For the next hour and twenty-six minutes I downed enough Absolute and soda to kill a 300-pound Ukrainian mob boss, hoping it would help me to forget the evil dealings of a demon plaguing a typical suburban couple. I had heard the movie was scary-really scary, but a Costco-load of Depends Undergarments couldn't sop up the results of what certain scenes caused me to do--proverbially speaking of course. Somehow, though, I managed to survive through to the ending... and the alternate endings... and the bonus footage. Even so, I knew the worst night of sleep was soon to be upon me. (Turn down your speakers and shush off the kids if you're brave enough to click on the link. I won't even link to the alternates, they are so gruesome.)
If anyone were to deem me slow, I couldn't dispairrage the claim since it would apply to me on so many levels. I mail birthday cards out the day after the candles have been blown out; I fail to grasp the punchlines of most jokes until 3am of the next day; and I am easy pickin's for time-share salesmen. So, given that we're one-third of the way into 2010, it should come as no surprise that I'm already behind schedule in getting to this post about the new year. (At this rate, it'll take until April 2011 before I address the part about it being a new decade--that's how I roll ...like a stone covered in moss.)
Looking back at 2009, I could comment on a number of events both universal and personal: the ills of the economy, the two wars with no clear exit strategy, my first wedding anniversary to my wonderful wife, highlights of my kids growing up--the list goes on. It's been a happy year, a painful year, an interesting year, a weird year, a sad year, and overall, a worthwhile year.
2009 provided me a fresh array of challenges, the lessons of which, I am excited to use in facing what lies ahead in 2010. The past, both the good moments and the bad, are beyond changing, but they can be used in shaping future goals.
Last week, my wife and I hashed out our individual and family goals for the year, and when we finished, I thought it would be good to establish some objectives for my blog. When I first started up the Lunchbox, there was no clear purpose behind it and no audience to help shape it. Nearly three years later, that's no longer the case, and am I truly humbled by the readership. Blogging has become a big part of my life, big enough to warrant a plan for the future. So, this is what I came up with:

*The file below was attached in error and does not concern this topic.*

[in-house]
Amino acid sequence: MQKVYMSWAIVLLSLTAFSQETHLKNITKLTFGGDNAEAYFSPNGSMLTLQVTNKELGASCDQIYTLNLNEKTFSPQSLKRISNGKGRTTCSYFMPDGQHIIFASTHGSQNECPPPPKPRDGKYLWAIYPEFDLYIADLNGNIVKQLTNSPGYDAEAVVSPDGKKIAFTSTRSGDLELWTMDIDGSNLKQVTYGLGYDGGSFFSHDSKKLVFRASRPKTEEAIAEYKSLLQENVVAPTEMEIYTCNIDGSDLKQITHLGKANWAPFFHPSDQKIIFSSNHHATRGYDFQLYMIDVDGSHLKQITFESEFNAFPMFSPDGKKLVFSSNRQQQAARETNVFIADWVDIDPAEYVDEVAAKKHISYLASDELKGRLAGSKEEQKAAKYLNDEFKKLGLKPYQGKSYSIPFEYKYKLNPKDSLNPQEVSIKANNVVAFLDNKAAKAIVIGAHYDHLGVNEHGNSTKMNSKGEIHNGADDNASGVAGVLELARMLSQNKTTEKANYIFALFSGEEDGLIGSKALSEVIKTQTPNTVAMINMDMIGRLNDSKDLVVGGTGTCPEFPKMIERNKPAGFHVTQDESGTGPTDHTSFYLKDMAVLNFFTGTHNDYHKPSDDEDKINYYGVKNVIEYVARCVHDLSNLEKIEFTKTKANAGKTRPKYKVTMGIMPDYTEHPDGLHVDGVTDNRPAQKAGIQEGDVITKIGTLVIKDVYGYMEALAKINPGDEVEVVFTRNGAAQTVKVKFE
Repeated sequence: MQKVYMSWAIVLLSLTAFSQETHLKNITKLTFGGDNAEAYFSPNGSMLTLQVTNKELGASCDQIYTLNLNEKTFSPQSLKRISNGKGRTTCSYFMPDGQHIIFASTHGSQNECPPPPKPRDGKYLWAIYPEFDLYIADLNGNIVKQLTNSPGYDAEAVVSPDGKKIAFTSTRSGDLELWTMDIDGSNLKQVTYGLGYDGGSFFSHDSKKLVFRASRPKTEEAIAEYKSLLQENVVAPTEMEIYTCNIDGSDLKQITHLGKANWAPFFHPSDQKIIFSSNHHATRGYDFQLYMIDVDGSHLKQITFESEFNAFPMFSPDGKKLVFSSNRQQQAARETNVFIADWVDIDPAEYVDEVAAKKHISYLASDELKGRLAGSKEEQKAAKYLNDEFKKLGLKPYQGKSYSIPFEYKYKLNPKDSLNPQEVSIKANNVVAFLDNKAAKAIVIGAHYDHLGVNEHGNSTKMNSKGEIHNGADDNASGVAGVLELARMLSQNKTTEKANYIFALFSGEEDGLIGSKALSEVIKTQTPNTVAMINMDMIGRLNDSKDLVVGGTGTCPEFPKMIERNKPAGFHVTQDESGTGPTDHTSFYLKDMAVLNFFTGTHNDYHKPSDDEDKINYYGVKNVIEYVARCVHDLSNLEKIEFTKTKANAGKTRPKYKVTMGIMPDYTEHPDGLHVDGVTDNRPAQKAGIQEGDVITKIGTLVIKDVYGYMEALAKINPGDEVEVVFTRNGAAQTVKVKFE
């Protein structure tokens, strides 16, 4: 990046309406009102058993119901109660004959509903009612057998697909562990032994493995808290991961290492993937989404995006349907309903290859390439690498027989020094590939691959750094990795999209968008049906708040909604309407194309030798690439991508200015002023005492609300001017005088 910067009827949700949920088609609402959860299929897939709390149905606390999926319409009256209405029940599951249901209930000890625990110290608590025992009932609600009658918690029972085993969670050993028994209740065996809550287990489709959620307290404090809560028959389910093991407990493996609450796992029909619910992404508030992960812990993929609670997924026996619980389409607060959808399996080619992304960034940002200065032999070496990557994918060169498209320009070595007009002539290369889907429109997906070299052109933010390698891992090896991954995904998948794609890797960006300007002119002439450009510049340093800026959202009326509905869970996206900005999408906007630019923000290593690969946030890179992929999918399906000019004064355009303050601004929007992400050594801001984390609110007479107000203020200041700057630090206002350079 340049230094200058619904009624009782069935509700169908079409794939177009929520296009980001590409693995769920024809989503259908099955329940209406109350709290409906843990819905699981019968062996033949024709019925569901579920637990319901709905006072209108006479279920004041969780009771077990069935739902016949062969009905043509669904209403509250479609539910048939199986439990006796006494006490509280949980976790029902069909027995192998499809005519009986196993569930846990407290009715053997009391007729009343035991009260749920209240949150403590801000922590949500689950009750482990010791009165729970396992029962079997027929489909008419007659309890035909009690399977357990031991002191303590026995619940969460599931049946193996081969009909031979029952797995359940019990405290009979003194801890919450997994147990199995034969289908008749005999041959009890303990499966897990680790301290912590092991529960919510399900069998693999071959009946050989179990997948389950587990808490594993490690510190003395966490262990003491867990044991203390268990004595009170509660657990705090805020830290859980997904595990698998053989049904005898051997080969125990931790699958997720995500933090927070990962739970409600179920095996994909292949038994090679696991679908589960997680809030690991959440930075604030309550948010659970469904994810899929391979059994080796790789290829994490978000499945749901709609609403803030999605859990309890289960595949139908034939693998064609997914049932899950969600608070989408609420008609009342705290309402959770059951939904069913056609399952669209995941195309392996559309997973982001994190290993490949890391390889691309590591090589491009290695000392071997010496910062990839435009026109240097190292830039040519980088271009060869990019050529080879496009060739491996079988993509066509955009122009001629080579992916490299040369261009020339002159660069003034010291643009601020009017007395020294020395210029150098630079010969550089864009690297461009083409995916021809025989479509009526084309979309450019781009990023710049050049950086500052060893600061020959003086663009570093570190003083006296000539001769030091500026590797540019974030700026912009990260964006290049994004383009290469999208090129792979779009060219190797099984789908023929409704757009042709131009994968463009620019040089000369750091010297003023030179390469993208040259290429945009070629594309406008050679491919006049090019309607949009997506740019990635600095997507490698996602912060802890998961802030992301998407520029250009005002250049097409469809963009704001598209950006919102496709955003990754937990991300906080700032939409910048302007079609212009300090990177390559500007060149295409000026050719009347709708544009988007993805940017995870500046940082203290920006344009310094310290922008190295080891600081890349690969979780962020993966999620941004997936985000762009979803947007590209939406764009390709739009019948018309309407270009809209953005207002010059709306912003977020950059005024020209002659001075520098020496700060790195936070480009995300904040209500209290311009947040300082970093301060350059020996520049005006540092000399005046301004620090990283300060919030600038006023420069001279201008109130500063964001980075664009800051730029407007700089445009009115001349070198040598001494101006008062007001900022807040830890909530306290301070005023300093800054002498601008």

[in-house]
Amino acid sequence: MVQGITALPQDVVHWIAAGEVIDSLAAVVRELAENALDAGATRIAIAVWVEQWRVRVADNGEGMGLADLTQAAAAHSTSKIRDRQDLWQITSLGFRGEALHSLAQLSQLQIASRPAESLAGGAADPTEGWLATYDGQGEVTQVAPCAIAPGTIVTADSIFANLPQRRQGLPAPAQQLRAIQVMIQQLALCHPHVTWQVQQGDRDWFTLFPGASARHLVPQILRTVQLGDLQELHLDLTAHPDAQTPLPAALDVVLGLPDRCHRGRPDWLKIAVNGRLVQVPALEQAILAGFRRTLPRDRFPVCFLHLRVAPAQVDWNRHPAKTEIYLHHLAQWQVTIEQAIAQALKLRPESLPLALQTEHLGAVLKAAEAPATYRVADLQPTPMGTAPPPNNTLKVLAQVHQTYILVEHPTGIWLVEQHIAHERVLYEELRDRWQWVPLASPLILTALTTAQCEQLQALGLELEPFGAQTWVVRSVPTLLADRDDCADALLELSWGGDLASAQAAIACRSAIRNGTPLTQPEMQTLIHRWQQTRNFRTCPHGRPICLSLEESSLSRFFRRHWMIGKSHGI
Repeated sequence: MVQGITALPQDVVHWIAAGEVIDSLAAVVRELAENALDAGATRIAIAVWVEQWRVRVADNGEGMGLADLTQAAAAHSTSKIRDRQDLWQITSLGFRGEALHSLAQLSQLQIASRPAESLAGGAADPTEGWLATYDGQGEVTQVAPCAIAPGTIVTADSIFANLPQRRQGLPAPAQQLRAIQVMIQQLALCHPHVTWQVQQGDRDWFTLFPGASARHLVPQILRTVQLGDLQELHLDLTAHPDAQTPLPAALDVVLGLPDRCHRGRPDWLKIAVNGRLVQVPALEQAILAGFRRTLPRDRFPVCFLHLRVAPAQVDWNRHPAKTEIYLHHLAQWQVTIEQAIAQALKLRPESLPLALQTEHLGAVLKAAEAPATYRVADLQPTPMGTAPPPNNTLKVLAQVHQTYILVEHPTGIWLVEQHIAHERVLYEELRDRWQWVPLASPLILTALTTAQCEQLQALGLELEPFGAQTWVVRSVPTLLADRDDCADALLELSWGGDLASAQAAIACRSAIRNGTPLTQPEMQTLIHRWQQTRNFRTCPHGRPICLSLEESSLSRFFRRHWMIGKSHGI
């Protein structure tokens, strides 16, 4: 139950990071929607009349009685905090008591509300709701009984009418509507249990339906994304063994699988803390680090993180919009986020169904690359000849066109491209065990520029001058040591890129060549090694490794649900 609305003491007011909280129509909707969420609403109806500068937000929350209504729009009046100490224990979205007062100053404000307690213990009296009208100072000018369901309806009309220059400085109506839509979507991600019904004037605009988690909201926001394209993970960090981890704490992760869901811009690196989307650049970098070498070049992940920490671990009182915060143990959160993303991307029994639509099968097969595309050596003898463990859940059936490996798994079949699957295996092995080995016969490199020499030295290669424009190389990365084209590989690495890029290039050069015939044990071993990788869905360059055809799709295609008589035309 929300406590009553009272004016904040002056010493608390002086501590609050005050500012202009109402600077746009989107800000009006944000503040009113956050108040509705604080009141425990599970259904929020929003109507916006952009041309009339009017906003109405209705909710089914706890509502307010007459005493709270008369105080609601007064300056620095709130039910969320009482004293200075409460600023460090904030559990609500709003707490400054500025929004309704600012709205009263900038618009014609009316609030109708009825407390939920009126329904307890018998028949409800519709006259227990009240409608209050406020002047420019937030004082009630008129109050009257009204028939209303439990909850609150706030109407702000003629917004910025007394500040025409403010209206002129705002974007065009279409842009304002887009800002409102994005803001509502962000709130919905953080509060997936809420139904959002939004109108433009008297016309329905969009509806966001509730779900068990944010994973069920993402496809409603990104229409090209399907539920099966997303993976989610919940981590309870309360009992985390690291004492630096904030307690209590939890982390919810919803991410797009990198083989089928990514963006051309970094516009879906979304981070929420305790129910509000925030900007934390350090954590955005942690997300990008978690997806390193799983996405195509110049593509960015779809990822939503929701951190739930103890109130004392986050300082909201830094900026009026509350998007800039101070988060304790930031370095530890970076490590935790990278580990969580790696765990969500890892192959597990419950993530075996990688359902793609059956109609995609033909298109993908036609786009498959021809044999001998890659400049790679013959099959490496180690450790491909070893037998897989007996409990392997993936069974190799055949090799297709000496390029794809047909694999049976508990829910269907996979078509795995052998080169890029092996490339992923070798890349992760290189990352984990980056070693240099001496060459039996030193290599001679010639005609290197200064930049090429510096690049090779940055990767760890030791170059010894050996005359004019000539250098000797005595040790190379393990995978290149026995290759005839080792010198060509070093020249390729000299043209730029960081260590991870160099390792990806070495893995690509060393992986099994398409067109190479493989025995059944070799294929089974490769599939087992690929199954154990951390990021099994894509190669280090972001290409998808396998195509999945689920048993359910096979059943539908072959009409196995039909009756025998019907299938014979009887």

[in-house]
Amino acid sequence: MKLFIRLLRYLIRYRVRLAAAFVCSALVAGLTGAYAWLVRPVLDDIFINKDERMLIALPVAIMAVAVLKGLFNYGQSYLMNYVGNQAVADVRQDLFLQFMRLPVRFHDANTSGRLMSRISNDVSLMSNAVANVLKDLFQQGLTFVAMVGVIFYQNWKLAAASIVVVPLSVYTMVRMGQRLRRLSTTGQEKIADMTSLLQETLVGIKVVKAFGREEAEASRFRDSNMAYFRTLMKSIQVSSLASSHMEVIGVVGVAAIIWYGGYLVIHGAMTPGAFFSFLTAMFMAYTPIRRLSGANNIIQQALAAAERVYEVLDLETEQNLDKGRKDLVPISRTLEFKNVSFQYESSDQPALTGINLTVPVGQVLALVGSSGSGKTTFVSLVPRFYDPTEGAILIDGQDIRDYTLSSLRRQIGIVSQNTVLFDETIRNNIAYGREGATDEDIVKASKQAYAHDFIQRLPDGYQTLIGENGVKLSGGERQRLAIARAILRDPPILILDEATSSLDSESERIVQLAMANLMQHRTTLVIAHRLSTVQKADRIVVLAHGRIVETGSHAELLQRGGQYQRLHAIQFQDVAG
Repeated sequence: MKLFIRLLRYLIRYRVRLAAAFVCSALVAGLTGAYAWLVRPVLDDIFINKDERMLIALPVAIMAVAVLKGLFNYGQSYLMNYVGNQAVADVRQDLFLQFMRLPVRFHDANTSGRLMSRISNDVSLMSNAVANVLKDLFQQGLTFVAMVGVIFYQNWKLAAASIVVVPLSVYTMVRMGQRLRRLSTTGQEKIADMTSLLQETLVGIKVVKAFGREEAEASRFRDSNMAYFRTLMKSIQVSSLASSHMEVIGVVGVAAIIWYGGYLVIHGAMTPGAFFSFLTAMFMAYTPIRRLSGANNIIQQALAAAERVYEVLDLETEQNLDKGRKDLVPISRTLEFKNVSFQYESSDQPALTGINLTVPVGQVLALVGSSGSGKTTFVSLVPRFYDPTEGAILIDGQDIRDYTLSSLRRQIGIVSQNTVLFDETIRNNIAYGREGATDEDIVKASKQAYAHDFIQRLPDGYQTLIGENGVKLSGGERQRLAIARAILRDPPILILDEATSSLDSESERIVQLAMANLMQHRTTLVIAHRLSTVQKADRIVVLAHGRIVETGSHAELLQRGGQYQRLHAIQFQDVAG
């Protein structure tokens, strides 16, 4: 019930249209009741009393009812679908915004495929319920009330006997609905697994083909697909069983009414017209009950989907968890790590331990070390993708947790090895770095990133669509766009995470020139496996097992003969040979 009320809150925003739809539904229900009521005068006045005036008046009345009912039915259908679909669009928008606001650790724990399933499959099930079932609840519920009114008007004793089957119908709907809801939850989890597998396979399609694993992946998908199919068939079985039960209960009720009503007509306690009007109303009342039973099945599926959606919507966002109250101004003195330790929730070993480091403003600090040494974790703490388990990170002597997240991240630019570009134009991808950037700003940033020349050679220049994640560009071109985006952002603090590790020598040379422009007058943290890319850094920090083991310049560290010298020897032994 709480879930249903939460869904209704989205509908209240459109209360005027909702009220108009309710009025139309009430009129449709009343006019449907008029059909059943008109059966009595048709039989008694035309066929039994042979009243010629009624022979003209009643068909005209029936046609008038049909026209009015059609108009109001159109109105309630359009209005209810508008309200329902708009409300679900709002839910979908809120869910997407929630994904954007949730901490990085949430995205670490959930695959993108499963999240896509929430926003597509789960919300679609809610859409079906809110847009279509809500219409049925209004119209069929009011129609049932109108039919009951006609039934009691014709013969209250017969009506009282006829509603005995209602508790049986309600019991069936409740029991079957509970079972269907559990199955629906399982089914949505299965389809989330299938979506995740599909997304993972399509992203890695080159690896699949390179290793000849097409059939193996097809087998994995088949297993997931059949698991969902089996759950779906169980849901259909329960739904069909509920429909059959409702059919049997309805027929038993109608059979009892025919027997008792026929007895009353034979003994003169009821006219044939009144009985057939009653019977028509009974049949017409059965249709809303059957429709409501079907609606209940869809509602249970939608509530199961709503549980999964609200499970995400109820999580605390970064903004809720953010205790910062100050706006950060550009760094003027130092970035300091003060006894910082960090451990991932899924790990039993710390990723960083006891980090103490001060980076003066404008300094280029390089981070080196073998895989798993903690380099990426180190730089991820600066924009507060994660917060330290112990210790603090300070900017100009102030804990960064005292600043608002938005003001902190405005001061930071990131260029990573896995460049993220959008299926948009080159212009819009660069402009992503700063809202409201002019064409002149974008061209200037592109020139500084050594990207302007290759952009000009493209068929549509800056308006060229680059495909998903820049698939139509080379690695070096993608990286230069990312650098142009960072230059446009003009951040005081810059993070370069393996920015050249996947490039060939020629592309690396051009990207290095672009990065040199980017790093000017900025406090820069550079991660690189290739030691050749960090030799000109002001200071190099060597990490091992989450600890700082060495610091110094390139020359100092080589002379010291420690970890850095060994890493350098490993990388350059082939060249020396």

1. Improve on promoting community with other other bloggers: Some of my ideas on this include having more posts that feature other bloggers through guest posts, and interviews along with increased use of social media to promote others.
2. Streamline the look of the Lunchbox: Part of this has to do with #1 in that the cleaner look will allow me to include more people in my blogroll. (I'm still not done cleaning it up. If you can't find yourself, let me know. I lost everyone when I reformatted it last week.)
3. Remain true to the readership: Last year, I had a ton of posts reviewing products, and, based on traffic, that didn't go over well. Plus the new FCC regulations in this area, to me, signifies a future of greater governmental involvement with bloggers and corporate sponsors. So, no more product reviews on playground equipment and lawn fertilizer. The lone exceptions to this will be books, television shows, and movies as well as stuff from people I personally know.
And that's it. Three is simple, and I can remember them five months from now. On the flip side though, three may be simple but that doesn't make them easy to make good on.
I planned to have all this ready within the first week of January, and then the world got crazy. I was approached about job back in the corporate world, a good friend asked me to go in on a major business venture, and although Sugar Milk might be in production, it takes twice the effort to market it as it did to write it. Add to this the new book I've started on, along with all the day-to-day family stuff, and my above goals are going to be easier said than done. But I'm going to work towards those ends, because it's important.
And one side note: Many of you have been checking in with me on my health issues (no, the other stuff besides the vasectomy), which I've greatly appreciated, but I've been remiss in posting an update for the larger audience. Thus far through all the CAT Scans, the neurologist was able to rule out the potential for an aneurysm (my biggest concern), narrowing it down to either seizures or extreme migraines (with migraine aura). In order to make an official diagnosis the plan was for me to have my brain patterns recorded by wear this turban-like contraption on my head for three days. The only problem to this, however, is the insurance. Even with our deductible met, the cost for this test obliterated our budget, and I had to put it off. In the meantime, I have to manage things through lifestyle changes--better diet, more sleep, regular exercise--which I had planned on following anyway in order to better manage my bouts with depression. I've still had a few more episodes, but overall the lifestyle changes seem help, as they have been less frequent and lower in intensity.
I'll continue to post updates, but for now, it's business as usual. It's a new year, one I'm looking forward to, even though I'm already a little behind.